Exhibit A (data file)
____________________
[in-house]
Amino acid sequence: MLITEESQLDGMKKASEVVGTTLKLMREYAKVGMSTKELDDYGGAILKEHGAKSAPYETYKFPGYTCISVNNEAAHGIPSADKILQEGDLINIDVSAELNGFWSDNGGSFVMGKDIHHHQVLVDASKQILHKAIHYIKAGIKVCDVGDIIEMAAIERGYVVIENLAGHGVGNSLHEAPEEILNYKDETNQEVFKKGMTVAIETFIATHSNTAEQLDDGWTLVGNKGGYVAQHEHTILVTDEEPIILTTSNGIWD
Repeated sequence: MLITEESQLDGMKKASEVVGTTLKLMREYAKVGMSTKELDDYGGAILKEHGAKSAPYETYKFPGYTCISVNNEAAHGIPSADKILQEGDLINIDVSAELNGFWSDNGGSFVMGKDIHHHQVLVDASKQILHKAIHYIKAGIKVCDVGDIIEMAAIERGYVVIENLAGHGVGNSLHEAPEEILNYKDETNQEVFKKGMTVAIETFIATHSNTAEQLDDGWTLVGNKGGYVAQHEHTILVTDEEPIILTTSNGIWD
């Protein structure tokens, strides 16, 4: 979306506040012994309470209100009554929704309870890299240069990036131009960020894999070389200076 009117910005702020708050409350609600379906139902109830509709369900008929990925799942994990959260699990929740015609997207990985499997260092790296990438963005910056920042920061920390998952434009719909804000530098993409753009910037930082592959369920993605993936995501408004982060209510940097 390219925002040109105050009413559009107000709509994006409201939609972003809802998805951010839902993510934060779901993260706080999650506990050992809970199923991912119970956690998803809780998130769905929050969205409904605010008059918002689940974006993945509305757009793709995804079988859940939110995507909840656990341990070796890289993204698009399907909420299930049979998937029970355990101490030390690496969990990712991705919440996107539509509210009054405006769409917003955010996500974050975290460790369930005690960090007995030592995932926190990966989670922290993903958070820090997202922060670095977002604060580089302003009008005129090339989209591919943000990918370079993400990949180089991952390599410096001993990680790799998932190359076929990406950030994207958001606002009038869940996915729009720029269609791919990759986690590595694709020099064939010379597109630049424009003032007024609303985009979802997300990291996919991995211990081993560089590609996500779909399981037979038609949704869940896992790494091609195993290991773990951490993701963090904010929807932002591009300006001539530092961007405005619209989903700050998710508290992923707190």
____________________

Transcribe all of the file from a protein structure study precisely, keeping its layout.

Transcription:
[in-house]
Amino acid sequence: MLITEESQLDGMKKASEVVGTTLKLMREYAKVGMSTKELDDYGGAILKEHGAKSAPYETYKFPGYTCISVNNEAAHGIPSADKILQEGDLINIDVSAELNGFWSDNGGSFVMGKDIHHHQVLVDASKQILHKAIHYIKAGIKVCDVGDIIEMAAIERGYVVIENLAGHGVGNSLHEAPEEILNYKDETNQEVFKKGMTVAIETFIATHSNTAEQLDDGWTLVGNKGGYVAQHEHTILVTDEEPIILTTSNGIWD
Repeated sequence: MLITEESQLDGMKKASEVVGTTLKLMREYAKVGMSTKELDDYGGAILKEHGAKSAPYETYKFPGYTCISVNNEAAHGIPSADKILQEGDLINIDVSAELNGFWSDNGGSFVMGKDIHHHQVLVDASKQILHKAIHYIKAGIKVCDVGDIIEMAAIERGYVVIENLAGHGVGNSLHEAPEEILNYKDETNQEVFKKGMTVAIETFIATHSNTAEQLDDGWTLVGNKGGYVAQHEHTILVTDEEPIILTTSNGIWD
């Protein structure tokens, strides 16, 4: 979306506040012994309470209100009554929704309870890299240069990036131009960020894999070389200076 009117910005702020708050409350609600379906139902109830509709369900008929990925799942994990959260699990929740015609997207990985499997260092790296990438963005910056920042920061920390998952434009719909804000530098993409753009910037930082592959369920993605993936995501408004982060209510940097 390219925002040109105050009413559009107000709509994006409201939609972003809802998805951010839902993510934060779901993260706080999650506990050992809970199923991912119970956690998803809780998130769905929050969205409904605010008059918002689940974006993945509305757009793709995804079988859940939110995507909840656990341990070796890289993204698009399907909420299930049979998937029970355990101490030390690496969990990712991705919440996107539509509210009054405006769409917003955010996500974050975290460790369930005690960090007995030592995932926190990966989670922290993903958070820090997202922060670095977002604060580089302003009008005129090339989209591919943000990918370079993400990949180089991952390599410096001993990680790799998932190359076929990406950030994207958001606002009038869940996915729009720029269609791919990759986690590595694709020099064939010379597109630049424009003032007024609303985009979802997300990291996919991995211990081993560089590609996500779909399981037979038609949704869940896992790494091609195993290991773990951490993701963090904010929807932002591009300006001539530092961007405005619209989903700050998710508290992923707190």